Pape recently told the Sydney Morning Herald that the US-led invasion of Iraq was the perfect way to increase suicide bombing. ‘ Since the invasion of Iraq,’ he said, ‘Suicide terrorism, both by al-Qaeda and in Iraq itself, has just been surging. We now have a pretty good idea of the cocktail to create suicide terrorism, and it’s not a madrassa [Islamic religious school], it’s the presence of foreign combat forces.’
It is a view echoed by Graham Allison, Professor of Government at Harvard. He wrote in last month’s Boston Globe that:
we must acknowledge that the surest way to generate terrorists is to occupy their territory. The French learned this in Algeria; the Israelis, in the occupation of Lebanon from 1978 to 2000. To the extent that US troops are seen as occupiers in Iraq or Israeli troops occupiers in Lebanon, history would predict we motivate terrorists.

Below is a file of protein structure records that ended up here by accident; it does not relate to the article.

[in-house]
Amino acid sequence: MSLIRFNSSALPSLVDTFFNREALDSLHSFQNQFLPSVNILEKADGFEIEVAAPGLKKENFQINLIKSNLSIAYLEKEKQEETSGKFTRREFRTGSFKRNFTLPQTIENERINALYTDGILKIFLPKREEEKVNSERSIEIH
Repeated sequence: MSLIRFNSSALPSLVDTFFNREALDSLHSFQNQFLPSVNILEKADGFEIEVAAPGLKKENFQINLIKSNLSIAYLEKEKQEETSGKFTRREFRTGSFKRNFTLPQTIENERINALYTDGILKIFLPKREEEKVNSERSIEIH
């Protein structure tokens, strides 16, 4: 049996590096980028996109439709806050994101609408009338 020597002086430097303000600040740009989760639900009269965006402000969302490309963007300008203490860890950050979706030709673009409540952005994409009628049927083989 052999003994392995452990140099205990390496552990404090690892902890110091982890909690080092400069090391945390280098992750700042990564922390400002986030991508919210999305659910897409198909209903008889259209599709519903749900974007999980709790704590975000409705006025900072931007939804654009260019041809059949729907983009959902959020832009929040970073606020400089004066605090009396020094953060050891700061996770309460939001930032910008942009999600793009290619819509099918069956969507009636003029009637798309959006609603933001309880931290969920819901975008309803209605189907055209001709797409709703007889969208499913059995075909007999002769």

The concept that we shouldn’t negotiate with terrorists is nonsensical. Engaging in dialogue with groups some of us may find distasteful is simply the price to be paid for living in an increasingly complex world. And what is the alternative? The Bush Administration and its dwindling allies, including John Howard’s Australia, live under the illusion that the Arab world understands little else but brute and indiscriminate force.
How often do we hear that the West must not appease the ‘terrorists’? And how many times have we heard that a foreign leader is the new Hitler? Arafat was the new Hitler. Then Saddam Hussein. And now Osama Bin Laden. So many Hitlers, so little time.